30 years ago today, George Barth and I sat up all night watching really bad movies and waiting for my first PBGV to give birth to what would be her only litter of puppies. Dogs from that litter are behind many PBGV pedigrees today, but one puppy in particular was the dog who made me the person I am today.
Teddy, the puppy who came to live with me was a tri-colored male who had more color than most of us had seen on a PBGV at that time. That was the Gebeba “E” litter, so his full name was Gebeba’s E Street Shuffle, after the Bruce Springsteen album.
At the time, what I was looking for was a dog to show in the breed ring. I was close to aging out of juniors and working for a handler so I really didn’t give much thought to anything other than showing. I had chosen to keep a male because I knew breeding wasn’t really going to be an option over those next few years. Teddy did have a reasonably successful show career, finishing easily from bred-by and picking up some nice breed wins, but he looked nothing like the other dogs being shown at the time. In some ways he was ahead of his time, as I realize now that many of the qualities that seemed like a problem at the time, like size, color, and coat texture, were actually good things. At any rate, it made sense to retire Teddy from the show ring, which left me with a young energetic dog who needed to do something.
In the early 90s, obedience and tracking were really the only other options besides conformation. I lived in the city, so obedience it was. Eventually agility became more of a mainstream option and I moved to a place where tracking was feasible, but obedience was the starting point for my dog sport addiction. Over the years, we had some successes and many more failures- 22 shows to get a Companion Dog obedience title and 21 for a Novice Agility title. Training was really different in those days, but Teddy helped me to discover positive reinforcement based training. This didn’t happen for any great philosophical reason, but because he bit 2 instructors who used compulsion based techniques and I needed him to stop doing that. At that time, no one was particularly great at training dogs without the use of force, but training has come a long way in the last 30 years and I’m grateful that Teddy started me on that journey.
Yes, Teddy was a PBGV who bit people and who really didn’t like other dogs. No, this isn’t typical or acceptable, but like everything else, PBGV temperaments have improved a lot over the years. Teddy’s attitude definitely caused some issues and even resulted in my first experience with the dark side of dog club politics- turned out the little old ladies in the obedience club weren’t ready for a twenty-something with a weird breed of dog to tell them that clickers might be a better option than ear pinches. I wish I could say that was my only negative dog club experience, but well…anyway… This was a huge challenge for a lot of reasons, but I realize now that Teddy was exactly the dog I needed at that time in my life.
First off, Teddy is almost definitely the reason that I am a professional dog trainer today. Had he been easier, or even a little bit easy, I wouldn’t have had the motivation to learn, improve, and innovate to make things work with a dog who was so far outside of the mold of a what anyone thought a performance dog should be. I’d be kidding myself if I didn’t acknowledge that spite was sometimes part of the reason I worked so hard to get where I did with him, but a lot of canine and human students who came later have benefitted from the lessons that came from Teddy and my determination to do the things that I was told that I couldn’t or shouldn’t pursue.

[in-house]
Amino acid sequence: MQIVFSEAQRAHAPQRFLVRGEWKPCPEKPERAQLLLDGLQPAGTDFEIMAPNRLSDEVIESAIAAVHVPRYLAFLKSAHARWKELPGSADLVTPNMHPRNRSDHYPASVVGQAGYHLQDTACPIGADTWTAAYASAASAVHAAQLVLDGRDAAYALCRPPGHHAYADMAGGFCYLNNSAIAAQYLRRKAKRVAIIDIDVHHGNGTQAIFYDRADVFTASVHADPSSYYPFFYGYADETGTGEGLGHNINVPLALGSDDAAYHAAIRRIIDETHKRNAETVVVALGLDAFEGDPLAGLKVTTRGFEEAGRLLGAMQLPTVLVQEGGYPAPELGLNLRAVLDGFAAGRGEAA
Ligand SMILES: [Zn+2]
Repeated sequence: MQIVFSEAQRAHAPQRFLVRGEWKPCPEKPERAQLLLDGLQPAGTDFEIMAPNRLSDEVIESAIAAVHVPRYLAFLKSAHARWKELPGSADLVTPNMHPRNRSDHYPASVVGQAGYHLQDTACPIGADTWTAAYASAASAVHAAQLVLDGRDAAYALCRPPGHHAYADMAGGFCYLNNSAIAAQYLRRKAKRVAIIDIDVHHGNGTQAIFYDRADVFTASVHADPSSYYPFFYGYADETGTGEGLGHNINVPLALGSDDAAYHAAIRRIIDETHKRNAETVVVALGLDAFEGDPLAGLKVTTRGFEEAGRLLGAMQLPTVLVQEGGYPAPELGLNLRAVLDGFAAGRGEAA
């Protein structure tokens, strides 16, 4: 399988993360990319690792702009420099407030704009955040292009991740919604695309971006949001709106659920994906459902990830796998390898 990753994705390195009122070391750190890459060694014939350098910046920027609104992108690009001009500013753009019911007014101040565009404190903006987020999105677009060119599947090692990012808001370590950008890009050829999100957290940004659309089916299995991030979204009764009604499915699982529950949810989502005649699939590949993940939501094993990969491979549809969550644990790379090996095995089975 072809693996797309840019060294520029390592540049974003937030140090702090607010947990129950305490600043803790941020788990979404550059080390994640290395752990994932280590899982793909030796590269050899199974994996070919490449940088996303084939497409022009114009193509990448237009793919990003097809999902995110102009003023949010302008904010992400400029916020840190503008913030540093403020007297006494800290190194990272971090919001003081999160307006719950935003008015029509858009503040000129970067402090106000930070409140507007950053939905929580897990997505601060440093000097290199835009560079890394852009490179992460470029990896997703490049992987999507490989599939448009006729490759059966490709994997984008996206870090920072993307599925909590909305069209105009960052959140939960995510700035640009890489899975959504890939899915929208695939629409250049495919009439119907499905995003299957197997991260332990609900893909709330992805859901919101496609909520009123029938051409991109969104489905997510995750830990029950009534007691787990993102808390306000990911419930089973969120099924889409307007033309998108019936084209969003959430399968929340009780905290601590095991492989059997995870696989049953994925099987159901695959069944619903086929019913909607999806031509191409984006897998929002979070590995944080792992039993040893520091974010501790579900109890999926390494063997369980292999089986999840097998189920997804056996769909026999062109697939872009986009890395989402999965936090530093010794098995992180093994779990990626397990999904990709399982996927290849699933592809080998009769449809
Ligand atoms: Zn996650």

Even more than our training relationship, Teddy was the dog who made sure I was always safe, or at least that I felt like I was. He was a part of my life through college, working for handlers, traveling long distances alone, and my first “real” job. Having a dog who was tougher than the average PBGV was not a bad thing at the time, even if that was a lot to put on a 30 pound dog. Teddy even killed the rats in my first apartment for me… too bad barn hunt wasn’t a thing at that time.
Over time, Teddy settled down and so did my life. As an older dog he had a lot more success in the agility ring as jump heights became more reasonable (in the early days he had to jump 16-18 inches). He did eventually get a CDX in obedience and we got to try tracking, making him the first PBGV with a Versatile Companion Dog title. Teddy was the ring bearer in my wedding and lived to be almost 16. He never liked other dogs, but had enough presence that he rarely had to get out of his cushy dog bed to take action- several generations of service dogs in training learned to respect small dogs because of Teddy.
CH Gebeba’s E Street Shuffle VCD2 RN AXP OJP CGC
September 3, 1992- June 10, 2008
I remember him well. We had fun in those days.
I for one am grateful to Teddy for giving me such an outstanding teacher!
Great story! I think getting a non-standard breed to the heights in agility and of course obedience. And it has been fun watching your videos over the years.
He does have beautiful coloring – sure enjoyed you sharing your journey. Different dogs definitely come into our lives for a reason. So glad you had Teddy. I enjoy all your videos too!
Meg, I so enjoyed reading Teddy’s story which is also your story. What a beautiful connection! What a special, valued career. Wishing you many more years of satisfying, gratifying work. 😊💕